Tuesday, October 17, 2006

Thoughts Sitting Down

How do we discover that a chair is for sitting? To understand that we don't need to see the chair in other aspects, or to learn what its material substance is. Rather, we adopt a certain posture, concrete and practical. We know it's a chair if we can sit on it. It is primordially a pragma, a tool. Its thinginess is defined by how we practically relate to it.

Patočka holds that no pragma is isolated, that its meaning as a thing is always part of context of other things, a world of pragmata (Body, Community, Language. World,, p. 115; It's not clear to me if this is Patočka's own idea, or his explication of Heidegger, but no matter). Superficially that seems wrong. I can move a chair from the desk to the table. I can sit in the open and play guitar. I can take it out on the deck and watch the stars. In each case, my posture is different, but the chair is the same. The truth of Patočka's claim is this: the chair pertains to world where things are elevated to a certain height. The chair thus implies a plane of activity, and the activities one does while sitting at a chair, say writing or eating, imply a field of other pragmata.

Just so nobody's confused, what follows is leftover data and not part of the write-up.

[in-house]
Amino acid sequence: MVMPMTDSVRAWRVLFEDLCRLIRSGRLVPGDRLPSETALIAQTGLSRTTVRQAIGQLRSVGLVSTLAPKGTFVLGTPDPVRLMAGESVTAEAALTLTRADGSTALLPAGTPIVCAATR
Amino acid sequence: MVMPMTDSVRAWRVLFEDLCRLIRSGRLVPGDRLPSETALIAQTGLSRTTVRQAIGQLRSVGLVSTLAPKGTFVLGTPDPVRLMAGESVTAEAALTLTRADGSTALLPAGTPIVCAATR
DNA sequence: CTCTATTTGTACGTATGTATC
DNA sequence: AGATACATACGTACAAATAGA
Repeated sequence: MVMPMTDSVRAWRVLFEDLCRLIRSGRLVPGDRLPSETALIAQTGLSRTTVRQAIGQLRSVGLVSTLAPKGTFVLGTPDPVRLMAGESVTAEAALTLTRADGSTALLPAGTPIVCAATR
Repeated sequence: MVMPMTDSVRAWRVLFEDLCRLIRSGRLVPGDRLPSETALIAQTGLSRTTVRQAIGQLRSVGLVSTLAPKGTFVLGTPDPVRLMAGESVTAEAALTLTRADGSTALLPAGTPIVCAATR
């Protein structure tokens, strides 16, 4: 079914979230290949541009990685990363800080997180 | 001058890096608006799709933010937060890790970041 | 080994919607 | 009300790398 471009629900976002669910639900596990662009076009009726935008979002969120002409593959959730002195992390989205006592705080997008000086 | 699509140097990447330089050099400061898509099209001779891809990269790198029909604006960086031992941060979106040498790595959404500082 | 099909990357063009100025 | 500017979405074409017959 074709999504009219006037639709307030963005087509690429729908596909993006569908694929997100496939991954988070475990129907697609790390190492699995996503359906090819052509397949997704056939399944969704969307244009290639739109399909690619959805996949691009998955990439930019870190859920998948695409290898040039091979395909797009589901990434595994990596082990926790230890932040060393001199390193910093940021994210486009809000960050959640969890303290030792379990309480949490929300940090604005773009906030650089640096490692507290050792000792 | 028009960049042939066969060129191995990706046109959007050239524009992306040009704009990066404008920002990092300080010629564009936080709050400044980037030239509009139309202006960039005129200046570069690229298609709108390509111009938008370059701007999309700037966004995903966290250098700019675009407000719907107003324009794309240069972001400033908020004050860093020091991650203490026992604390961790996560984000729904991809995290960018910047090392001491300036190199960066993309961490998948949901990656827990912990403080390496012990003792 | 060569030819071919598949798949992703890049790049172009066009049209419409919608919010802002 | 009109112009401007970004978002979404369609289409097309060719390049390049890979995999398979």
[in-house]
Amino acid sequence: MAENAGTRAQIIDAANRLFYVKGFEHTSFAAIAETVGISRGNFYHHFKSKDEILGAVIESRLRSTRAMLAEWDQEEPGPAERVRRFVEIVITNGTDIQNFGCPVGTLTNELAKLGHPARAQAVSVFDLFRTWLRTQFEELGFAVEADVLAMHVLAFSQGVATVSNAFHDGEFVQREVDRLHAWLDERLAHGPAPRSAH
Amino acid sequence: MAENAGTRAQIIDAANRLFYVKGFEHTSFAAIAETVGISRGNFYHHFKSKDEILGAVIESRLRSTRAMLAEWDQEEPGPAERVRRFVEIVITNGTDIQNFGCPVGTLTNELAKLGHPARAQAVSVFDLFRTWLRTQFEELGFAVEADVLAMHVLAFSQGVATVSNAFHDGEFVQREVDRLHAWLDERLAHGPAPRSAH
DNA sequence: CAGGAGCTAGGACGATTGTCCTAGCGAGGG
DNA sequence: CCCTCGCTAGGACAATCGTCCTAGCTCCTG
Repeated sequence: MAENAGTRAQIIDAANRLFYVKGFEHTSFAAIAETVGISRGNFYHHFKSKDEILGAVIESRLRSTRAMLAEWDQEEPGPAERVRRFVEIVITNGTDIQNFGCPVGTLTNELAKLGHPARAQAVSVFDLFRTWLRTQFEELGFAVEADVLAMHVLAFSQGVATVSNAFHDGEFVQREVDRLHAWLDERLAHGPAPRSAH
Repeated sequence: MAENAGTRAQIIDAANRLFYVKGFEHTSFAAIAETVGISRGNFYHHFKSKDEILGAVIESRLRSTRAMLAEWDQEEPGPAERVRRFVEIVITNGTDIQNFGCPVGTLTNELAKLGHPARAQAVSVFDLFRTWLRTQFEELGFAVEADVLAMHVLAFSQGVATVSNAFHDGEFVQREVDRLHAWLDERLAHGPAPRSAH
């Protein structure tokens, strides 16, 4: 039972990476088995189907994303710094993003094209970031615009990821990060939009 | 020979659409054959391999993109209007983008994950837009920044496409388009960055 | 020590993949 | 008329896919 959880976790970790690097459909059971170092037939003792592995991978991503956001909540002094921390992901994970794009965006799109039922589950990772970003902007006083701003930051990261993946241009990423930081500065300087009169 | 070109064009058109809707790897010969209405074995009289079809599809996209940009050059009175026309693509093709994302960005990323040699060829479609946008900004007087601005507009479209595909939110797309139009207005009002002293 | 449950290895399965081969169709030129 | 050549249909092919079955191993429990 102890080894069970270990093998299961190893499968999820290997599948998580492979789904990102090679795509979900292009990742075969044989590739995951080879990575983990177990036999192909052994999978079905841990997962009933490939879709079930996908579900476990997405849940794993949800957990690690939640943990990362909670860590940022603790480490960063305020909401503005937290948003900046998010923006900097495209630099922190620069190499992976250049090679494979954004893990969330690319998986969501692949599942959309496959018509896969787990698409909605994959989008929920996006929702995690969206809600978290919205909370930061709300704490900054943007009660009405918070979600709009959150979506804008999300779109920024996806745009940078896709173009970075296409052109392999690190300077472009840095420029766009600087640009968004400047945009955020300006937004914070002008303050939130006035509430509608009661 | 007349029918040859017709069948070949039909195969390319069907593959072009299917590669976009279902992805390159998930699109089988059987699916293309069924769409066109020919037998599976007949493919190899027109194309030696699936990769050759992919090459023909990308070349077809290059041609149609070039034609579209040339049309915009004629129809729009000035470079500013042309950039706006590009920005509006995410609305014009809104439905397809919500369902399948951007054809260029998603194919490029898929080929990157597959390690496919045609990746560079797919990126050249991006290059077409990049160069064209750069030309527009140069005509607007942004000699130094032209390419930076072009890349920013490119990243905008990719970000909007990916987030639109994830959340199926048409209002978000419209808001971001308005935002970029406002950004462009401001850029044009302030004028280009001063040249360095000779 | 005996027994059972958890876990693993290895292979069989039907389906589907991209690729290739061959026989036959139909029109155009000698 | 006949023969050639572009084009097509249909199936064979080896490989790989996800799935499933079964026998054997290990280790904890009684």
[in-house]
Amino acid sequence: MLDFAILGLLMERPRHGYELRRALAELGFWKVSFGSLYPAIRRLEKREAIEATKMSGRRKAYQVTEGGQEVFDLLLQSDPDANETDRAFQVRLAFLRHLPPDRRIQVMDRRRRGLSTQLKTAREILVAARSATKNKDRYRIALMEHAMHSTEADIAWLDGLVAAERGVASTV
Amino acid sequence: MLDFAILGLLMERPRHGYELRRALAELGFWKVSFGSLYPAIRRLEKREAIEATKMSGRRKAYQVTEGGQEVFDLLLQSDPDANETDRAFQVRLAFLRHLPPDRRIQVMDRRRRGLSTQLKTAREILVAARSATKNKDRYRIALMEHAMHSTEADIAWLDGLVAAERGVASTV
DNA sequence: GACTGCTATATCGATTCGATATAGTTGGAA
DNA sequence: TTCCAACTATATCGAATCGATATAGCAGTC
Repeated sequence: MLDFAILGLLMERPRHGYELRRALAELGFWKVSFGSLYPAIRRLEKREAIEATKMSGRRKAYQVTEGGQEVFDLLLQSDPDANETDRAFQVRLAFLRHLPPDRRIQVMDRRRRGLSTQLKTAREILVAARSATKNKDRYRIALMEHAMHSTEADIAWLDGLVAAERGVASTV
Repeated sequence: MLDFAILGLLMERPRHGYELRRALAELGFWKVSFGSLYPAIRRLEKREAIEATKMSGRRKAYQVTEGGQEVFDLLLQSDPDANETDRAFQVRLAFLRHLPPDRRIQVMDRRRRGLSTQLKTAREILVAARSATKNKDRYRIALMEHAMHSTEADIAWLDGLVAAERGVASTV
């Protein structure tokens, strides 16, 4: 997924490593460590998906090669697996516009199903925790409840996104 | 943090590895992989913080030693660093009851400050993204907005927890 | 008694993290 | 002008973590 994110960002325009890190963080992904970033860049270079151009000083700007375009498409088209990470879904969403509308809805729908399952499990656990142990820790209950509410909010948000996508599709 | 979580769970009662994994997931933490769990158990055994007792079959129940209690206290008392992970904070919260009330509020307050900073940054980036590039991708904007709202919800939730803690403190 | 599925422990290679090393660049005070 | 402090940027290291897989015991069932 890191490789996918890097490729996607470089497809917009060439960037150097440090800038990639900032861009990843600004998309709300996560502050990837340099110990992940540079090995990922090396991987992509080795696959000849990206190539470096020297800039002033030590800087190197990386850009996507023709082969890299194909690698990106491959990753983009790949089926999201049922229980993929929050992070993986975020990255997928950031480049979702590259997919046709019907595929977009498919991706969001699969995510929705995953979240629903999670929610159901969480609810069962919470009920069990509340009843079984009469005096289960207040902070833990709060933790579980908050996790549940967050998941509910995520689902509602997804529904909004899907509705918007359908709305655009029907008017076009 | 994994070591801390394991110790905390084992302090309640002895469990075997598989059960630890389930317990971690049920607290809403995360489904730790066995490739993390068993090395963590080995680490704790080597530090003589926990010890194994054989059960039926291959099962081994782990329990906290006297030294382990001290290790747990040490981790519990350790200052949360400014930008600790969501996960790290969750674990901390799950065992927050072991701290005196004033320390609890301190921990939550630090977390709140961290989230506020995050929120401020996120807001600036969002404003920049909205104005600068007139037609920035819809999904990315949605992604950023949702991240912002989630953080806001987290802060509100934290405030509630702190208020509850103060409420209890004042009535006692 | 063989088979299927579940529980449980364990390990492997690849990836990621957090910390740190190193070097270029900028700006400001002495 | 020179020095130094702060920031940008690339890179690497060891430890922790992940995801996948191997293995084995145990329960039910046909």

I know of worlds in which such a plane does not exist, at least not at the level of a chair, worlds of pillows and mats instead of chairs. I don't really know how to move through such worlds, how to kneel or squat or sit properly without a chair. It would take some effort to learn to sit without a chair, though surely in principle it could be learned.

So what kind of primordial understanding is this understanding of a chair really? Isn't it really just a posture?

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posted by Fido the Yak at 8:53 AM.


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